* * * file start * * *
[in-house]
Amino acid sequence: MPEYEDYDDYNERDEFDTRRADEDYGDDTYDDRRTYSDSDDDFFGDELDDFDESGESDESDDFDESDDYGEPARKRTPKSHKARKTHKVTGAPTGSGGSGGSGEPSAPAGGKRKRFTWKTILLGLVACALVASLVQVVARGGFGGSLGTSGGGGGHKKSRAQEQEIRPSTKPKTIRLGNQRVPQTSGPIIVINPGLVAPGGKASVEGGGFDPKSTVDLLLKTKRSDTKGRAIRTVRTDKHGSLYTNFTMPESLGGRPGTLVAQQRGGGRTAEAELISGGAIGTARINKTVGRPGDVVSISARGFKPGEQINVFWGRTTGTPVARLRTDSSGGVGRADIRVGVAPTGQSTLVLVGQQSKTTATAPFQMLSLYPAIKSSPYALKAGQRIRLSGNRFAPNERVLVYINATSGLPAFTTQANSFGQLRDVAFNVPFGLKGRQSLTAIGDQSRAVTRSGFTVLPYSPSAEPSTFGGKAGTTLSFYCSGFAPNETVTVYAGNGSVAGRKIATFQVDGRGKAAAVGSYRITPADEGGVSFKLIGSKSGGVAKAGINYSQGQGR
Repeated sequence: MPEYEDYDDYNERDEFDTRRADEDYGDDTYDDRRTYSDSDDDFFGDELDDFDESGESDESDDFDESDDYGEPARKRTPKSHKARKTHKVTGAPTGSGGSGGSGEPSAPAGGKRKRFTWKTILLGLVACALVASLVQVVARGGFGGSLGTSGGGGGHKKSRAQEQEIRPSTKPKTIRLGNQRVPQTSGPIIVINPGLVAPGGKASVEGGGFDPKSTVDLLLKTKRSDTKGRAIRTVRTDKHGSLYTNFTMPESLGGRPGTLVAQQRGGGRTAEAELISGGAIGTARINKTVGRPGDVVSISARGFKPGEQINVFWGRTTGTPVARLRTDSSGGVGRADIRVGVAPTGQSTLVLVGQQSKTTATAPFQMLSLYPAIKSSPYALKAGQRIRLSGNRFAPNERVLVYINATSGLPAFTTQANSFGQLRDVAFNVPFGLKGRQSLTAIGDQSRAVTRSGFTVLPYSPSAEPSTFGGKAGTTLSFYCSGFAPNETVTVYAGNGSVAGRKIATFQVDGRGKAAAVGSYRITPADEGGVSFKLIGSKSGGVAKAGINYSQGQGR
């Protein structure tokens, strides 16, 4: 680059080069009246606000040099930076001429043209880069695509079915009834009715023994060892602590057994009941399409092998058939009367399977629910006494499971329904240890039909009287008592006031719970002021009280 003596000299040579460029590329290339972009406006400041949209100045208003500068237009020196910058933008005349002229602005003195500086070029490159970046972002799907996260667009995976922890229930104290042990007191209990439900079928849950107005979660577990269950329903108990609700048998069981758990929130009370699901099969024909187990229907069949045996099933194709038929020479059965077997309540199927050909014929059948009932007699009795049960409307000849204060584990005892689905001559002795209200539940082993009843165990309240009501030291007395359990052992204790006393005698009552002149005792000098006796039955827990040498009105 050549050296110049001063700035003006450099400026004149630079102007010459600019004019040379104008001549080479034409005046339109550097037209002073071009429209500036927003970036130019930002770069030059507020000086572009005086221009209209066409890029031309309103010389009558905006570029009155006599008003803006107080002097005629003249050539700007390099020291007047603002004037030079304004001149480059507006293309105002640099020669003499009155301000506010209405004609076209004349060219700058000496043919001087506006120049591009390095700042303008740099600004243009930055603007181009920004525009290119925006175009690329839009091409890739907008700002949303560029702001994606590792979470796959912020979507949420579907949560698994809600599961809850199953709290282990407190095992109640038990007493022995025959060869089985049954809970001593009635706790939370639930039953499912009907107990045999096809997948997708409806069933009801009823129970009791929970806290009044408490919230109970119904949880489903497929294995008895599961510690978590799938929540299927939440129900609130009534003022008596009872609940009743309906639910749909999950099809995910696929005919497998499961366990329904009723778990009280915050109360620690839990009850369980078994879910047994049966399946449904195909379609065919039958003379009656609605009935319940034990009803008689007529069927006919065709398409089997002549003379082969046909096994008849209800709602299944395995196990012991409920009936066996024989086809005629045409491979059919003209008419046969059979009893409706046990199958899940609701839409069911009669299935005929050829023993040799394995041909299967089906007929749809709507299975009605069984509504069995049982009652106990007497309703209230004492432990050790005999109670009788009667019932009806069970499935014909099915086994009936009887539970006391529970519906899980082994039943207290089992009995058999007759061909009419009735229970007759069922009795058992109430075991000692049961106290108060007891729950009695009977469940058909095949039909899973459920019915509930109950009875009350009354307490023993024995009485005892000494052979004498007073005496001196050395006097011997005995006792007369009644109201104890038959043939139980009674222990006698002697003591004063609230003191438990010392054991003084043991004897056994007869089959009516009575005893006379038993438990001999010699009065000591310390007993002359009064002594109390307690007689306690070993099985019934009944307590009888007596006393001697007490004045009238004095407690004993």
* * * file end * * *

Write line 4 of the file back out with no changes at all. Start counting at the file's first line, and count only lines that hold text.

């Protein structure tokens, strides 16, 4: 680059080069009246606000040099930076001429043209880069695509079915009834009715023994060892602590057994009941399409092998058939009367399977629910006494499971329904240890039909009287008592006031719970002021009280 003596000299040579460029590329290339972009406006400041949209100045208003500068237009020196910058933008005349002229602005003195500086070029490159970046972002799907996260667009995976922890229930104290042990007191209990439900079928849950107005979660577990269950329903108990609700048998069981758990929130009370699901099969024909187990229907069949045996099933194709038929020479059965077997309540199927050909014929059948009932007699009795049960409307000849204060584990005892689905001559002795209200539940082993009843165990309240009501030291007395359990052992204790006393005698009552002149005792000098006796039955827990040498009105 050549050296110049001063700035003006450099400026004149630079102007010459600019004019040379104008001549080479034409005046339109550097037209002073071009429209500036927003970036130019930002770069030059507020000086572009005086221009209209066409890029031309309103010389009558905006570029009155006599008003803006107080002097005629003249050539700007390099020291007047603002004037030079304004001149480059507006293309105002640099020669003499009155301000506010209405004609076209004349060219700058000496043919001087506006120049591009390095700042303008740099600004243009930055603007181009920004525009290119925006175009690329839009091409890739907008700002949303560029702001994606590792979470796959912020979507949420579907949560698994809600599961809850199953709290282990407190095992109640038990007493022995025959060869089985049954809970001593009635706790939370639930039953499912009907107990045999096809997948997708409806069933009801009823129970009791929970806290009044408490919230109970119904949880489903497929294995008895599961510690978590799938929540299927939440129900609130009534003022008596009872609940009743309906639910749909999950099809995910696929005919497998499961366990329904009723778990009280915050109360620690839990009850369980078994879910047994049966399946449904195909379609065919039958003379009656609605009935319940034990009803008689007529069927006919065709398409089997002549003379082969046909096994008849209800709602299944395995196990012991409920009936066996024989086809005629045409491979059919003209008419046969059979009893409706046990199958899940609701839409069911009669299935005929050829023993040799394995041909299967089906007929749809709507299975009605069984509504069995049982009652106990007497309703209230004492432990050790005999109670009788009667019932009806069970499935014909099915086994009936009887539970006391529970519906899980082994039943207290089992009995058999007759061909009419009735229970007759069922009795058992109430075991000692049961106290108060007891729950009695009977469940058909095949039909899973459920019915509930109950009875009350009354307490023993024995009485005892000494052979004498007073005496001196050395006097011997005995006792007369009644109201104890038959043939139980009674222990006698002697003591004063609230003191438990010392054991003084043991004897056994007869089959009516009575005893006379038993438990001999010699009065000591310390007993002359009064002594109390307690007689306690070993099985019934009944307590009888007596006393001697007490004045009238004095407690004993």